I was sitting in front of my computer, feeling stressed about a lot of things – how to balance midterms, work, internship and Halloweekend without losing my footing on one (or all) of those fronts. I wish I could say that I figured it out, some how striking a balance between these conflicting aspects of my overly complex life – but alas, that remains a task for another day.
On that dreary afternoon my stressed, poorly dressed, rain-drenched self had no choice but to seek some other means of placating the problem without actually solving it. My first instinct? Ask the internet. A wise friend once told me, “if google can’t solve your problems, you’re in too deep.” And so I approached that all knowing portal, humble in my ruby slippers as if requesting the aid of the Wizard himself. “O Great and Wise Google,” I whispered, “is there any way to make light of these mid-semester blues?” The Great Search Engine in the Sky did not forsake me.
“Write,” our modern God commanded. “Read, be inspired, and produce an echo of the original creation – you have all you need inside you. Simply search, scroll, and the answer will reveal itself.” And so I did.
In my dutiful scrolling, I came across PoetryFoundation.org. Behold yesterday’s the poem of the day:
Dividend of the Social Opt Out
By Jennifer Moxley
How lovely it is not to go. To suddenly take ill.
Not seriously ill, just a little under the weather.
To feel slightly peaked, indisposed. Plagued by
a vague ache, or a slight inexplicable chill.
Perhaps such pleasures are denied
to those who never feel obliged. If there are such.
How pleasant to convey your regrets. To feel sincerely
sorry, but secretly pleased to send them on their way
without you. To entrust your good wishes to others.
To spare the equivocal its inevitable rise.
How nice not to hope that something will happen,
but to lie on the couch with a book, hoping that
nothing will. To hear the wood creak and to think.
It is lovely to stay without wanting to leave.
How delicious not to care how you look,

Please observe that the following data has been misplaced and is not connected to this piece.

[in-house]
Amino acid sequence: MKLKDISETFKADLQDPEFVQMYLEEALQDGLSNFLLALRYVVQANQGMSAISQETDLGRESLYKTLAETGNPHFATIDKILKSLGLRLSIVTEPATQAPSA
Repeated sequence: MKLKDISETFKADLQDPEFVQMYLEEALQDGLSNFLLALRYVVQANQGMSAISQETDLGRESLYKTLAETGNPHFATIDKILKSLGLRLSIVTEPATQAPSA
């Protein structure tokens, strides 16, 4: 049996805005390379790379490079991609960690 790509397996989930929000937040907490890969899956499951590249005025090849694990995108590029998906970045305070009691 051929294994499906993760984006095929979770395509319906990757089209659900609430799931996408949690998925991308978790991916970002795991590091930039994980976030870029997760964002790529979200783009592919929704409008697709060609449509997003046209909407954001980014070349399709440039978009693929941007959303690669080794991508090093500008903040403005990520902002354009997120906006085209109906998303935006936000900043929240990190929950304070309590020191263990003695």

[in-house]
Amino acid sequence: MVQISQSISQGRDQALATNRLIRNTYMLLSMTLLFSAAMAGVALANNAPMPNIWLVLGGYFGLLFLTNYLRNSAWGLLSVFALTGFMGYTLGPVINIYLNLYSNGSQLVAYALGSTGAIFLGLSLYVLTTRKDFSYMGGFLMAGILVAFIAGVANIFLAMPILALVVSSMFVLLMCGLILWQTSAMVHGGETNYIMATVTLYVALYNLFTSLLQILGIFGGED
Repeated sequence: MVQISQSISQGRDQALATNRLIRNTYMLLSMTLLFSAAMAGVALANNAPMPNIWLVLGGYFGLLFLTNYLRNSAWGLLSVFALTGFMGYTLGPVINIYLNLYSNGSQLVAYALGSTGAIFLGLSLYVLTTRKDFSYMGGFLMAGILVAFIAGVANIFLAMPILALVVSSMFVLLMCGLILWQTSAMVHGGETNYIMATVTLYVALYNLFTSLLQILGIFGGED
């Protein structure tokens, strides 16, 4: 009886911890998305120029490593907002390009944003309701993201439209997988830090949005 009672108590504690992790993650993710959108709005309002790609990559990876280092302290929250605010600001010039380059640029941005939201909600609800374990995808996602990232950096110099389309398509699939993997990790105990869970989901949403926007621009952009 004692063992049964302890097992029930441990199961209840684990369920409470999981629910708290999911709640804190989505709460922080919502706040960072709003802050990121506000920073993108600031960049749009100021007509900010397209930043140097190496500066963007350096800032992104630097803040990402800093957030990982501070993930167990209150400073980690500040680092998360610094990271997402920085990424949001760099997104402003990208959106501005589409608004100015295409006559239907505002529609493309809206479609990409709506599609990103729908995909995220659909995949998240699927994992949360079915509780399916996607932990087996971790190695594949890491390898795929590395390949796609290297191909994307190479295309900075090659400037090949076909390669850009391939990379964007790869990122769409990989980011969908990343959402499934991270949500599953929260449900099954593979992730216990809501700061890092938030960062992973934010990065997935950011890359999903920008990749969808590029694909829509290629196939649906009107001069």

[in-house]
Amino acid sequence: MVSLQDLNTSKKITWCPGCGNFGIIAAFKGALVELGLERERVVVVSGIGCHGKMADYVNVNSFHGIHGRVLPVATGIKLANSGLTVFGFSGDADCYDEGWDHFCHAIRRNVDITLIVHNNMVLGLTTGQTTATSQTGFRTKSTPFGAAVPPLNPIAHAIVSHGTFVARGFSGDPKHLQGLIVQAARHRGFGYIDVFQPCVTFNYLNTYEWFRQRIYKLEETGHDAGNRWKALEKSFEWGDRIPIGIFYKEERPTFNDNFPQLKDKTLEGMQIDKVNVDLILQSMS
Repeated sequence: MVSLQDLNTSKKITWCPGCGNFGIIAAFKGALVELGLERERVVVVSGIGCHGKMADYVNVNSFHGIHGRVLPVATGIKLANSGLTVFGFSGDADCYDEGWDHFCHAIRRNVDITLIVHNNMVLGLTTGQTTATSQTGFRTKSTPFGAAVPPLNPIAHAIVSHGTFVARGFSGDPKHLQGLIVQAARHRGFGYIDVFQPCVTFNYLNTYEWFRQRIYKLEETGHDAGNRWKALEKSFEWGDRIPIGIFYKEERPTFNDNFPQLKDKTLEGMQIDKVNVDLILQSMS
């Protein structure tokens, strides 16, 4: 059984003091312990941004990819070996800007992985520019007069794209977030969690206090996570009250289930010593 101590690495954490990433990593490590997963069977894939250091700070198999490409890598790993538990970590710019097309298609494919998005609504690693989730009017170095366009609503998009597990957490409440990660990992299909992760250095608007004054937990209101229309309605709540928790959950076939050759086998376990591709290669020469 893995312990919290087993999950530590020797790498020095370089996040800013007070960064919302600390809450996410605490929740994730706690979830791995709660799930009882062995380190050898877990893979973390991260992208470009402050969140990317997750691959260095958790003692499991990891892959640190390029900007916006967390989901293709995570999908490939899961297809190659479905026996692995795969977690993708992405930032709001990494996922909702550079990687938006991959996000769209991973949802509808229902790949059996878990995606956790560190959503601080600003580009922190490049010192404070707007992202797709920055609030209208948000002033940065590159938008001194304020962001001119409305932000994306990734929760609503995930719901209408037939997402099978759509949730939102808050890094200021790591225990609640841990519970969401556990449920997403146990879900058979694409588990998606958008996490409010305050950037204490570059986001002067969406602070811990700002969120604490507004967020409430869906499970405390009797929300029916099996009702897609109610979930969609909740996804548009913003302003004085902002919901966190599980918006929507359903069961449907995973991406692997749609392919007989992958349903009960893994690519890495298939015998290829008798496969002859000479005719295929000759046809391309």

clean and uncombed in the sheets. To sip
brisk mineral water, to take small bites
off crisp Saltines. To leave some on the plate.
To fear no repercussions. Nor dodge
the unkind person you bug.
Even the caretaker has gone to the party.
If you want something you will have to
get it yourself. The blue of the room seduces.
The cars of the occupied sound the wet road.
You indulge in a moment of sadness, make
a frown at the notion you won’t be missed.
This is what it is. You have opted to be
forgotten so that your thoughts might live.
Jennifer Moxley, “Dividend of the Social Opt Out” from The Open Secret.
Copyright © 2014 by Jennifer Moxley. Found at PoetryFoundation.org
I was floored. Sparked. Inspired. This poem said everything I had been thinking–not only was I stressed about schoolwork and my job at Starbucks, but I was also harboring a bit of nasty social anxiety (college parties will do that to you). And lo and behold, the answer that Google had promised me appeared.
And so began my little poet’s journey back into the world I used to know. In my grade school days, I would burn the midnight oil into the wee hours of the morning, a poem tugging at my sleeve. These days, sleep is so coveted that there is little time to waste it. With my upcoming writing assignments always in the back of my mind, my own personal poetry has fallen by wayside. That explains why I often feel bottled up inside. But then comes the problem of inspiration. Passing thoughts offer meek suggestions to write them down…but then it’s too late, and I’m on my way across town with no time for stopping.
If only I could sit back and breathe once in awhile, I could zoom out and focus the big picture instead of always rushing blindly from place to place. Still, I must remember that I am a work in progress. I am always pursuing self-betterment: with that in mind, the poetry will follow.